It’s that time of year again, hayfever season, the time of sniffs, sniffles, itchy eyes, a persistent tickly cough; sufferers also may notice an increase in wheezing, tiredness, headaches or sinus pain. Hayfever season affects more than 13 million people in the UK and for many sufferers this year’s season seems to have got going particularly quickly.
There are several things you can do to help your system to cope better with the multitude of allergens that can bring on hayfever symptoms.
Local honey is reputed to help decrease the inflammatory response by gradually desensitising the system to local allergens. Look out for local, unpasteurised honey on garden gates or in your local greengrocers.
Some people find that dairy products increase the amount of phlegm and mucous in their system – if you are affected by dairy in this way, reduce you intake during hayfever season.
Nettle tea can help to ease inflammation of the upper respiratory tract and ease nasal congestion, sneezing and itching; nettle tea can be brought in many supermarkets or health food shops, but can be easily made at home by pouring boiling water over a tongful of fresh nettle young leaves (notice I recommend picking the nettle leaves with your kitchen tongs, not with your fingers!)
Eat more onions! Onions are packed with the flavonoid quercetin, a powerful antioxidant and natural anti-histamine. Slice raw red onions thinly and add them to salads or sandwiches to get the most goodness from them.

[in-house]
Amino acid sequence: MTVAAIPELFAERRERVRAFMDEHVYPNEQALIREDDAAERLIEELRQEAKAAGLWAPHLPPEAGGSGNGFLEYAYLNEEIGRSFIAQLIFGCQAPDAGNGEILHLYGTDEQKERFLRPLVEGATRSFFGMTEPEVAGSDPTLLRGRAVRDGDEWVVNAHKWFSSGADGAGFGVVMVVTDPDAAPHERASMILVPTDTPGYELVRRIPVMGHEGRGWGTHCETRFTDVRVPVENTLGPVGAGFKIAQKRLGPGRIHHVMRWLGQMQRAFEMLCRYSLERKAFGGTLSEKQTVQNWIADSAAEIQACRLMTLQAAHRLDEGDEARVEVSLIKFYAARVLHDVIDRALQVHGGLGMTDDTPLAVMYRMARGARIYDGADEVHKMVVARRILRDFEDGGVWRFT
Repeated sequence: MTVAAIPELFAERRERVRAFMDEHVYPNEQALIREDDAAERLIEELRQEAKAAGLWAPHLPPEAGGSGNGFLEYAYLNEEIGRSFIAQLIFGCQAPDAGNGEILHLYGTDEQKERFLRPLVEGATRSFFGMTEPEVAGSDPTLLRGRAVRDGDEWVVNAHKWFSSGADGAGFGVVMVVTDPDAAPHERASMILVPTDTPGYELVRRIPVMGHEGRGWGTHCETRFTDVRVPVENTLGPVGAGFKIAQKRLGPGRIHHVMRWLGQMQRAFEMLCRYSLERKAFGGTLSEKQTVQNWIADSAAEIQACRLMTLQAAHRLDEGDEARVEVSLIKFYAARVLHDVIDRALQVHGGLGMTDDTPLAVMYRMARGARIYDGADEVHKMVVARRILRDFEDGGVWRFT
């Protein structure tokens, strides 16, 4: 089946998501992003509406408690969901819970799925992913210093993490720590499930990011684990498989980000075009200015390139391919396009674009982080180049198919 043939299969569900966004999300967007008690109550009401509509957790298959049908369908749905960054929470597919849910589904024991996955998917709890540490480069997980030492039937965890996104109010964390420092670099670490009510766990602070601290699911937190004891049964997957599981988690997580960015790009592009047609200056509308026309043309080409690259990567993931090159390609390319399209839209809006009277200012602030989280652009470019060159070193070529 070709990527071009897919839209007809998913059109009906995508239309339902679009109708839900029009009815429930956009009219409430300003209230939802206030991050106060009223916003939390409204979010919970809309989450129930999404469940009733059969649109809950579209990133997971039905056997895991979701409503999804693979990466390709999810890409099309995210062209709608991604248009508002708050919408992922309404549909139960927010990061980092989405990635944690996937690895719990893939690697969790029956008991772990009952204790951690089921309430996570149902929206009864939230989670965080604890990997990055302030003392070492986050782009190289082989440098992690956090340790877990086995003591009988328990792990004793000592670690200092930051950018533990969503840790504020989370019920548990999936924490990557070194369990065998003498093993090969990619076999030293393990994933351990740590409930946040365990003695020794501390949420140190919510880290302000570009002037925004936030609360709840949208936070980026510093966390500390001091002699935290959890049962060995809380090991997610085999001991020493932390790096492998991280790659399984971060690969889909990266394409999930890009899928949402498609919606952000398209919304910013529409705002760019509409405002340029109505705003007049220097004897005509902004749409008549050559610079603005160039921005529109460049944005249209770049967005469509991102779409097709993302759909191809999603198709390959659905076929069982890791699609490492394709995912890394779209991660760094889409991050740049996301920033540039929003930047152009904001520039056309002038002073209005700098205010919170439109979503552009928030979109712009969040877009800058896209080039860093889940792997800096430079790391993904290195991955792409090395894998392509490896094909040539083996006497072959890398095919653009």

Turmeric is another useful addition to your diet, containing curcumin which is another powerful natural anti-histamine and anti-inflammatory. You can easily add it to soups, stews and curries or take it as a supplement.
Find a local acupuncturist for a course of treatment to help the body to respond more appropriately to hayfever triggers. Often a few treatments can calm down hayfever for an entire season, and in many cases the effects can last for much longer.
I am frequently asked how acupuncture works. For hayfever the effect of acupuncture on the body has been quite well studied; acupuncture needles appear to stimulate the nervous system and cause the release of neurochemical messenger molecules. The resulting biochemical changes can influence the body's homeostatic mechanisms, promoting physical and emotional well-being.
Acupuncture treatment for hayfever is designed to take into account the main symptoms; some points are particularly good for clearing congested, itchy sinuses, some are great for settling a wheezy chest, others are good for calming itchy watery eyes. While acupuncture cannot guarantee to help all sufferers, there is evidence from systematic reviews to suggest it can be a safe and effective treatment for hayfever resulting in noticeable reduction or complete cessation of over-the-counter hayfever medication. Acupuncture is recognised as
a viable treatment option for hay fever by the American Academy of Otolaryngology, the world’s largest organisation of Ear, Nose and Throat specialists.
Alexandra O’Connor LicAc MBAcC
Holicity Acupuncture, Maldon & Burnham